Frequently Asked Questions

Driver - Is there a recommended setting?

Question: Is there a recommended setting for the buffer/USB streaming mode? Any reasons or circumstances to change it from 'Safe'?

Answer:

Each steaming mode increases the USB buffer, which is set in X milliseconds. The ASIO buffer is listed in samples, in other words, how long it is it depends on sample rate.

Under all conditions the ASIO Buffer must be larger than the USB buffer, or dropouts or other strange effects may happen. The USB streaming mode sets the following USB buffer length:


Minimum Latency = 1 millisecond
Low Latency = 2 milliseconds
Standard = 4 milliseconds
Relaxed = 8 milliseconds
Reliable = 12 milliseconds
Safe = 16 milliseconds
Extra Safe = 32 milliseconds

If using 768kHz sample rate (or DSD512 or DSD256 vis DoP) 8192 samples are around 10 milliseconds, so for correct operation at this sample rate the ASIO buffer setting must be the maximum 8192 and streaming mode must be relaxed (8mS).

The downside is that such a setting will generate high latency at low sample rates, for example at 44.1kHz 8192 samples are 185 milliseconds, to which 8 milliseconds must be added.

All of this is avoided if using the WASAPI audio subsystem.

The latest 3.20 driver allows 'automatic' samples.

The ASIO buffer is used to exchange sample data between the driver and an application (DAW).
The ASIO buffer size is adjustable. However, because the ASIO buffer layer is driven by the
USB streaming layer there is a dependency on the USB Streaming Mode setting. ASIO can work
without dropouts only if the following condition is met:

ASIO buffer size (in ms) >= USB streaming buffer depth (in ms)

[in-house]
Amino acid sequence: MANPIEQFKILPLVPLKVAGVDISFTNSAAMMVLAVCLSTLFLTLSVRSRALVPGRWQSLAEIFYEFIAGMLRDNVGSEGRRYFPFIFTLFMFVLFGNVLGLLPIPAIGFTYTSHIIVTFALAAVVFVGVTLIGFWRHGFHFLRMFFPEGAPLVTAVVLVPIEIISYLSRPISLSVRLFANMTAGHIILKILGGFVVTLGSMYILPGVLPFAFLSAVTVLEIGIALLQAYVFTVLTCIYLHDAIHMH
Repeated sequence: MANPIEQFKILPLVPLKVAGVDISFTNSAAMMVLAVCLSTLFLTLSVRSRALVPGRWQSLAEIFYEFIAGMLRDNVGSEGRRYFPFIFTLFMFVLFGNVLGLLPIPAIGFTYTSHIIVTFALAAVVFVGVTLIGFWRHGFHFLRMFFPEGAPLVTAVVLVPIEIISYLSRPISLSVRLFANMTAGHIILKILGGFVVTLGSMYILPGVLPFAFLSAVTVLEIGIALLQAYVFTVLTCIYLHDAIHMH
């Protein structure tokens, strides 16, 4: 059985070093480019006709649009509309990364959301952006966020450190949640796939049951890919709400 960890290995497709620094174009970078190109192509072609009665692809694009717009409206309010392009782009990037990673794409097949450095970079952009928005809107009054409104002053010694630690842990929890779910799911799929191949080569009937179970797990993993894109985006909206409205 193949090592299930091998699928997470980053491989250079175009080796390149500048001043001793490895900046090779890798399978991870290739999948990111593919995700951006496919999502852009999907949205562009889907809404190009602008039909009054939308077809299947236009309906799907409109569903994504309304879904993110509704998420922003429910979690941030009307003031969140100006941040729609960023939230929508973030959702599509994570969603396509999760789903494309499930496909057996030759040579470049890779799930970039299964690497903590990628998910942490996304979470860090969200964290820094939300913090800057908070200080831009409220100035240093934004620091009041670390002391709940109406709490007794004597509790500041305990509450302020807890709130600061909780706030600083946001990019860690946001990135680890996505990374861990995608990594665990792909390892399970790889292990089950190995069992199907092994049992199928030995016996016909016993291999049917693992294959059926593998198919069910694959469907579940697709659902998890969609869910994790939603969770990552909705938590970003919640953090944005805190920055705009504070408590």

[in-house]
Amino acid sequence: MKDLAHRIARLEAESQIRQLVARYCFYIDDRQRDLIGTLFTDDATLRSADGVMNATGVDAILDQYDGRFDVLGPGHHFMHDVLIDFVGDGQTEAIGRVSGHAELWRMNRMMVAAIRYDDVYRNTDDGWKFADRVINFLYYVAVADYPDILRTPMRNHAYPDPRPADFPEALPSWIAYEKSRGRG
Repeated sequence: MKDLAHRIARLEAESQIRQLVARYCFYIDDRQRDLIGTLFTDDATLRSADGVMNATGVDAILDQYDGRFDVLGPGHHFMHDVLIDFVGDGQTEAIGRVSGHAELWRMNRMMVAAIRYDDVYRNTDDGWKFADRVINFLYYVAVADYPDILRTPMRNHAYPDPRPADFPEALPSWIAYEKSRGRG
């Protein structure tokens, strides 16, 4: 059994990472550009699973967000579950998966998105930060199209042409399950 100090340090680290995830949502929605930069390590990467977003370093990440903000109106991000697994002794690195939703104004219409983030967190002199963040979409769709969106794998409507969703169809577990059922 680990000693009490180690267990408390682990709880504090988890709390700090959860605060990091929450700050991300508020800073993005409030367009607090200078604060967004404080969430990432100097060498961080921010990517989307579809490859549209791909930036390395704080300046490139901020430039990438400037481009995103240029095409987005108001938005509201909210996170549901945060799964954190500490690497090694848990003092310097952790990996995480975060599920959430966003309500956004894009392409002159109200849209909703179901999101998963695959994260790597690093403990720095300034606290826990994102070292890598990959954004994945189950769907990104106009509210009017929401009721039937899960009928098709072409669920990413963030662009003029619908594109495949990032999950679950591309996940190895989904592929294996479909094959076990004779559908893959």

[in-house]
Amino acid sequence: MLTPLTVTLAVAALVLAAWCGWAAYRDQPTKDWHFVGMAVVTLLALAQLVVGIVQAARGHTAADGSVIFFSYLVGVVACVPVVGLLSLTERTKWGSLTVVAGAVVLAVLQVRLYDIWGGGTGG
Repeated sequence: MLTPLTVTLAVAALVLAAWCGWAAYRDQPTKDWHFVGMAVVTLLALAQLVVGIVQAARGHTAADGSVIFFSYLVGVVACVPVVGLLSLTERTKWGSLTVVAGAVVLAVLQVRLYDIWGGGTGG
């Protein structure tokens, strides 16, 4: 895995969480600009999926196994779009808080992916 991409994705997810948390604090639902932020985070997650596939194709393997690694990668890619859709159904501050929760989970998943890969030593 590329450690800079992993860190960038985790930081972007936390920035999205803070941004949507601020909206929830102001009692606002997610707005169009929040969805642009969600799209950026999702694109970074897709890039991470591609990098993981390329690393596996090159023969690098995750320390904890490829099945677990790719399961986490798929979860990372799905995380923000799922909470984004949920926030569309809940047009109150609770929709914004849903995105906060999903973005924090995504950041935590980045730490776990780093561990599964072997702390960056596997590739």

By convention the ASIO buffer depth is specified in terms of samples which creates another dependency
on the current sample rate. For example, if USB streaming mode is set to standard then
the minimum ASIO buffer depth is 4 milliseconds which corresponds to 176 samples at 44100 Hz
and 384 samples at 96000 Hz. Usually, an ASIO buffer size (in terms of samples) that is a power
of two is preferred. In most DAWs sample processing is more efficient if such an "even" number
is chosen. So in the above example we round up to the next power of two and end up with
256 samples at 44100 Hz and 512 samples at 96000 Hz.

The driver internally does not perform buffer size checks and does not enforce an ASIO buffer size
that still works with the current USB streaming mode setting according to the condition defined
above. This logic is implemented in the control panel. The control panel allows the user to pick
one of the power-of-two numbers between 64 and 4096 and then checks if this works with the
current USB streaming mode setting (The driver provides an API function which performs this
check internally). If the selected ASIO buffer is too small for the current setting then the control
panel displays a warning message. In this case the user should pick a larger ASIO buffer size
value.

As a consequence of the convention of specifying the ASIO buffer size in terms of samples the
user has to adjust the ASIO buffer size every time the sample rate in a DAW is changed.

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